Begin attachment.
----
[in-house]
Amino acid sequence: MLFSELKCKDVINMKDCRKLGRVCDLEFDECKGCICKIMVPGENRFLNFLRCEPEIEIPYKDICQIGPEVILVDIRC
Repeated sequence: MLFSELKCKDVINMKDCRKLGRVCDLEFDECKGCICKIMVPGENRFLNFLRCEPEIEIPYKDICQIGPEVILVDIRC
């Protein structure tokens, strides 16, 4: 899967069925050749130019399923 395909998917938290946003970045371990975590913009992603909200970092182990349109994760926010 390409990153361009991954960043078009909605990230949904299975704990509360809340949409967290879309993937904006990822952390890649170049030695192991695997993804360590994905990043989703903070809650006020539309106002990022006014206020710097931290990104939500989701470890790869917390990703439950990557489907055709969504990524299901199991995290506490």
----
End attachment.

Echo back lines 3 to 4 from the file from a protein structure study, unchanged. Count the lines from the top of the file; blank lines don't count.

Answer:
Repeated sequence: MLFSELKCKDVINMKDCRKLGRVCDLEFDECKGCICKIMVPGENRFLNFLRCEPEIEIPYKDICQIGPEVILVDIRC
């Protein structure tokens, strides 16, 4: 899967069925050749130019399923 395909998917938290946003970045371990975590913009992603909200970092182990349109994760926010 390409990153361009991954960043078009909605990230949904299975704990509360809340949409967290879309993937904006990822952390890649170049030695192991695997993804360590994905990043989703903070809650006020539309106002990022006014206020710097931290990104939500989701470890790869917390990703439950990557489907055709969504990524299901199991995290506490």